Development and validation of a novel strategy to reduce the use of transgenic and knockout mice
01 / 2008 - 01 / 2010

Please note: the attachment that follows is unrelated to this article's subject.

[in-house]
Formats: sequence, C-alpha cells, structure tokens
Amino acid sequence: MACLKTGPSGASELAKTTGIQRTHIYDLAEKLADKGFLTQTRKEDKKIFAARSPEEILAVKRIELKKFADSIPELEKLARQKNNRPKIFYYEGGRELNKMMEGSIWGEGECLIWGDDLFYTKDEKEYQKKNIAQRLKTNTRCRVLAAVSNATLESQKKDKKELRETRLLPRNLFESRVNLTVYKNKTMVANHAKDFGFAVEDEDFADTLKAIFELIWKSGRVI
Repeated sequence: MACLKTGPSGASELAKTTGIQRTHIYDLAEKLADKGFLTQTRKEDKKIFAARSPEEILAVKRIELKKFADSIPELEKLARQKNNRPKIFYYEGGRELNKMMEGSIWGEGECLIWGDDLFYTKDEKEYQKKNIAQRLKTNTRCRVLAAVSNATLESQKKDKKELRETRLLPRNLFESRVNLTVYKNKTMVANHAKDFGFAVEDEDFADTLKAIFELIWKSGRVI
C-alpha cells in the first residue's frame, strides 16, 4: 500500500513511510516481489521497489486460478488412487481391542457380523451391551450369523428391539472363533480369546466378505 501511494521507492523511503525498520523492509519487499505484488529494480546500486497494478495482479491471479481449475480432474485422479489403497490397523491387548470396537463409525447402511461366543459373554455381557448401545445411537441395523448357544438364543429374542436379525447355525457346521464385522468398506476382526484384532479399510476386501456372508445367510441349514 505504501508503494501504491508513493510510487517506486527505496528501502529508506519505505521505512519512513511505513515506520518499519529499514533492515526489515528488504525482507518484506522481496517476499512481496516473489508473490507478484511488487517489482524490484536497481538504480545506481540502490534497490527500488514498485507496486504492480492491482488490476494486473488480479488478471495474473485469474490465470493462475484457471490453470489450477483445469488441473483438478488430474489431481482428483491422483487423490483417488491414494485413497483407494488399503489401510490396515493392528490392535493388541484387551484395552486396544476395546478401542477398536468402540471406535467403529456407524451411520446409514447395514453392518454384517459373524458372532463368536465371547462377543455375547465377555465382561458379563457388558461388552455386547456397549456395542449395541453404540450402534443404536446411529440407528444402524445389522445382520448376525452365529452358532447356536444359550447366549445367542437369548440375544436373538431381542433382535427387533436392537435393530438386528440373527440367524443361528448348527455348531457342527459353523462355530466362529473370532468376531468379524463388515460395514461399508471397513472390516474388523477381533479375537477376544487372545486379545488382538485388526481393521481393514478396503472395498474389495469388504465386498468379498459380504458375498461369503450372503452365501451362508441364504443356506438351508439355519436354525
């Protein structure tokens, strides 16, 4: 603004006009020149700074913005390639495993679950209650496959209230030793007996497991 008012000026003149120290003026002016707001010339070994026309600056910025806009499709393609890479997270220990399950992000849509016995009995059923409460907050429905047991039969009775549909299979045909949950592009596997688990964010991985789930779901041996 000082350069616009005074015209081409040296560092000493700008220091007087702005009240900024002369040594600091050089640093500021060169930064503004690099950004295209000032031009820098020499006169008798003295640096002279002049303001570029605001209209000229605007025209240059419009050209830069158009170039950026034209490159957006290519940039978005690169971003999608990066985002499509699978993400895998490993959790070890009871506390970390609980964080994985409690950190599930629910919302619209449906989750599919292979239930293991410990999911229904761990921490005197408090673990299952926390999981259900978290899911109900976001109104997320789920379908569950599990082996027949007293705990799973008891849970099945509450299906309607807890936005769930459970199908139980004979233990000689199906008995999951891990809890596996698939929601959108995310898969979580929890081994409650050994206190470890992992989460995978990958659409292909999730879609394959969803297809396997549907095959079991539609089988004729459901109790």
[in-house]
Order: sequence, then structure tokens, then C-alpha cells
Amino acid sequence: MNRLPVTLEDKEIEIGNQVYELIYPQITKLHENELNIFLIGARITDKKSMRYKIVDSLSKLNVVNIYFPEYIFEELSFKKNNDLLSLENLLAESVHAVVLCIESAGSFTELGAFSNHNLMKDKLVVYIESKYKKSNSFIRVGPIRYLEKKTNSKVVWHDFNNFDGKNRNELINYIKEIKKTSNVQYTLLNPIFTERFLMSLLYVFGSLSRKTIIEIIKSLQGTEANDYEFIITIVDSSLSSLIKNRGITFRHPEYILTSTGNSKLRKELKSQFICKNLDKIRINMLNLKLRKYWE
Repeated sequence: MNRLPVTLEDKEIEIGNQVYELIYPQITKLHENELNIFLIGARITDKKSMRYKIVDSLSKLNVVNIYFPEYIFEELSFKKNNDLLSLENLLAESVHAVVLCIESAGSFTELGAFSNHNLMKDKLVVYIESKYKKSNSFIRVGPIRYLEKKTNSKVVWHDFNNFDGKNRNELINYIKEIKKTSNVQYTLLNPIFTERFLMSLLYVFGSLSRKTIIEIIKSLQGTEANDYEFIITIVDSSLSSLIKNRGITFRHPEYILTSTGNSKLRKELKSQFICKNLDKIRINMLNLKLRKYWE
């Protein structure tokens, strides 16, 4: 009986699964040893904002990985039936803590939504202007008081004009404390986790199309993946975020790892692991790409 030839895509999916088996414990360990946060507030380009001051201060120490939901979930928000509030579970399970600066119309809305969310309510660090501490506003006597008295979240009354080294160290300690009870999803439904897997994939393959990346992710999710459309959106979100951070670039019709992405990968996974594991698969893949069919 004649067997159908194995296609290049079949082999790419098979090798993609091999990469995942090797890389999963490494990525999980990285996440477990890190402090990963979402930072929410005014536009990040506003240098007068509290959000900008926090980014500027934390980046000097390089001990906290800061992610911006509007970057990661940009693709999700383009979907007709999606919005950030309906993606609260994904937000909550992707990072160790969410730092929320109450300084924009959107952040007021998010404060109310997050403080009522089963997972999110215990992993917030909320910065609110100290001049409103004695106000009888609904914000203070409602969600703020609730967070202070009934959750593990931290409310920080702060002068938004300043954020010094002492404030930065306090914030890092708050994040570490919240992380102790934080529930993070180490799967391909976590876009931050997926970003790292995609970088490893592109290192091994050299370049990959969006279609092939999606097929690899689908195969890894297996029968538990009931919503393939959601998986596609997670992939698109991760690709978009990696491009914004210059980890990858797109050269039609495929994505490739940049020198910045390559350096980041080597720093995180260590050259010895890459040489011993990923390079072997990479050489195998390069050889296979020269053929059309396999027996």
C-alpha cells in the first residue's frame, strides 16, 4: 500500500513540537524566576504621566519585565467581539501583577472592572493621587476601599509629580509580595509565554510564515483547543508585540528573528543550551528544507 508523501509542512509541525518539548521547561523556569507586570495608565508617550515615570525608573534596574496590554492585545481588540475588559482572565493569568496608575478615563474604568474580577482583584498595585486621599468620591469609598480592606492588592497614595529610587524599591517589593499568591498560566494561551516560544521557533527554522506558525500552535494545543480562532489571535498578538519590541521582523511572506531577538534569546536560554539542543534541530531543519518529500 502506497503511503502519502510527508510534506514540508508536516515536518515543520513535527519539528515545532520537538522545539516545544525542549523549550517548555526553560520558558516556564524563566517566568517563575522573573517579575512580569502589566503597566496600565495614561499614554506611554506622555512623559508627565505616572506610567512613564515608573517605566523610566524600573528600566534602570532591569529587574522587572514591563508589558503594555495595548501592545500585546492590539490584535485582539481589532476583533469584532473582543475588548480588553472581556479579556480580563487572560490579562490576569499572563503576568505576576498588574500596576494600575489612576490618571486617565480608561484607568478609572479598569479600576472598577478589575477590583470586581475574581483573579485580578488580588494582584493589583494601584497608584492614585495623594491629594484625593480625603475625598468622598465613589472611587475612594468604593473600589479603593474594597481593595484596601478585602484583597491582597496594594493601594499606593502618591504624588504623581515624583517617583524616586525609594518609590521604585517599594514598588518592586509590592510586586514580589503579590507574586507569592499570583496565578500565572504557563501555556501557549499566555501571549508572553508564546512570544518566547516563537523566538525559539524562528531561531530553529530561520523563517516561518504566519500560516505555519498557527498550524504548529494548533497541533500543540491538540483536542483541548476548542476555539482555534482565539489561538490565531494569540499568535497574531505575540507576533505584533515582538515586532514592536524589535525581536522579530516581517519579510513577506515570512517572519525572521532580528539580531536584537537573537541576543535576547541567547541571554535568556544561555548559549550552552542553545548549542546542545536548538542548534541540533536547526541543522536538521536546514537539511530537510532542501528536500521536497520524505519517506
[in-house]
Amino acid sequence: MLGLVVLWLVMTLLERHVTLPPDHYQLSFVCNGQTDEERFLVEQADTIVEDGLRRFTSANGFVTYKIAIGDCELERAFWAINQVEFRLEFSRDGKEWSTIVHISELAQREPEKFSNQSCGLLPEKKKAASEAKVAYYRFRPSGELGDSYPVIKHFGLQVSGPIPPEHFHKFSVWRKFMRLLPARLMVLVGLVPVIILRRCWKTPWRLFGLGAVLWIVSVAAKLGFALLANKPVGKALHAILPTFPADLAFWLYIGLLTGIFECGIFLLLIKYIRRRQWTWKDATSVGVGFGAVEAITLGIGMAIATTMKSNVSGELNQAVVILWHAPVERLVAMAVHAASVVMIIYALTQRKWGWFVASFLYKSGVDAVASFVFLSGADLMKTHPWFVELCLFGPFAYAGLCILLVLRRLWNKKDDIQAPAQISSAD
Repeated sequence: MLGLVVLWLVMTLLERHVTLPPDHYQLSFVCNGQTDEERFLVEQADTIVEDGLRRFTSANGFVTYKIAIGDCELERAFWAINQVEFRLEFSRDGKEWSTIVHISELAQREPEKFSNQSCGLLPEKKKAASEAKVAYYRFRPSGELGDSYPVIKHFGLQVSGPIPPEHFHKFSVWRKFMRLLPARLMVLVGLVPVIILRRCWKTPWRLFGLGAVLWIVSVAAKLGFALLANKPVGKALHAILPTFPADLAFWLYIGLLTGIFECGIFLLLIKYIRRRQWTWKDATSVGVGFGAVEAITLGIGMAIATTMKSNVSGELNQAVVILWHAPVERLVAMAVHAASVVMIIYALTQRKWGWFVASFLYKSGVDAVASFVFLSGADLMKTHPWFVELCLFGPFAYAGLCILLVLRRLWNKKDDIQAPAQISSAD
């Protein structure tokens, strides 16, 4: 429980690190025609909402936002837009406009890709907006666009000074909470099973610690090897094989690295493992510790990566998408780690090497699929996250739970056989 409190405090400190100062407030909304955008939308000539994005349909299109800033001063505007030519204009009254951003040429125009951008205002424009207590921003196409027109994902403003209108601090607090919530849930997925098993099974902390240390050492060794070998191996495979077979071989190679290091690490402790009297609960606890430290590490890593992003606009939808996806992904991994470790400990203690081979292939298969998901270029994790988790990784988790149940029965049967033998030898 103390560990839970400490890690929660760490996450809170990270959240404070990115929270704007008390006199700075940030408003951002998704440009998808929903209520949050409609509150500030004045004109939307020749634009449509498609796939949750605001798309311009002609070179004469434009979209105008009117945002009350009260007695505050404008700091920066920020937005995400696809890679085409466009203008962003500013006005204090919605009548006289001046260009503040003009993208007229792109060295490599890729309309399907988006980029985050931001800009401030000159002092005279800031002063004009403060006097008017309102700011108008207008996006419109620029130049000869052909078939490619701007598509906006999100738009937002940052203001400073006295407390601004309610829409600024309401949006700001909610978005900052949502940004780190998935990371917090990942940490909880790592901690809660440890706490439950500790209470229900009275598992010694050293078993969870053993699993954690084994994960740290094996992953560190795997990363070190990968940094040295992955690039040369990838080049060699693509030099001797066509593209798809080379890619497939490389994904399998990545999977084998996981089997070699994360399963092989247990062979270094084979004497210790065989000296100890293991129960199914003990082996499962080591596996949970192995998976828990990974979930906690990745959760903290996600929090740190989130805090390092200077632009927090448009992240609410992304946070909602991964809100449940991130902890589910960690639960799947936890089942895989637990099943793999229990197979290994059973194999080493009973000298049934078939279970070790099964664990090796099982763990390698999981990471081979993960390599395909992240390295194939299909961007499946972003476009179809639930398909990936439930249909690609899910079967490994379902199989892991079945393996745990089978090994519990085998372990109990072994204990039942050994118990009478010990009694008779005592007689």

The objective of this project is to create a validated in vitro model system that can replace transgenic or knockout mouse approaches, thereby reducing the number of experimental animals used in the field of skin biology and dermatology. We aim to construct lentiviral vectors with three different promoters to direct gene expression in specific epidermal cell types. Both controlled overexpression and knockdown by siRNA will be pursued. Advanced technology (pDeCap vector) will be used to minimize interferon responses. These new vectors will be used in combination with reconstructed skin models to obtain physiologically relevant phenotypes in vitro. To obtain proof of concept we will apply this system to the recently discovered cystatin M/E pathway, for which we will follow a conventional transgenic and knockout strategy in parallel, to allow comparison and validation. BACKGROUND: The use of knockout or transgenic mouse models is a cornerstone of modern biomedical research and has provided mechanistic insights in biology and pathology. The scientific, medical and commercial importance of these technologies has to be weighed against ethical considerations and societal concern on the use of experimental animals. We are currently using knockout and transgenic approaches to investigate the role of various genes in skin biology and skin diseases, involving hundreds of genetically modified mice per year with minor to severe phenotypes. We reasoned that if a generally applicable strategy could be developed for gene knock-down or overexpression in a model that closely resembles normal human skin, this would lead to a significant reduction of animal use and discomfort. STRATEGY AND VALIDATION: Several state-of-the art technologies will be combined to create a novel in vitro system that is functionally equivalent to transgenic or knockout mouse approaches. This will result in a 3-D tissue culture model of reconstructed human skin in which lentiviral vectors are used for gene knockdown (by delivery of siRNA) or overexpression of certain genes. We will create vectors that use stratum-specific promoters of the involucrin, cytokeratin 10 and cytokeratin 14 genes to direct expression to the correct cell layer (granular, spinous and basal). The pDeCap vector technology will be used to avoid interferon responses. To obtain proof of concept, we will apply this new technology to elucidate a new biochemical pathway that we have recently discovered in human epidermis, involving the cystatin M/E-cathepsin V-cathepsin L-transglutaminase-3 pathway. We have already studied part of this pathway in knockout mouse models, which enables us to compare and validate the proposed technology with previous data obtained from experimental animals.DELIVERABLES: We aim to develop a technology that has the potential to significantly reduce the use of genetically modified animals. The results and research tools (vectors) will be made available to the scientific community without restriction. Dissemination of knowledge will be achieved by scientific publications and by organizing an international meeting on skin models within the European Epidermal Barrier Research Network (E2BRN) and the European Society of Dermatological Research (ESDR). When proven successful for skin research, this approach might initiate applications in other tissues that can be studied in vitro. Areas of application range from basic research to target validation in pharmaceutical industry.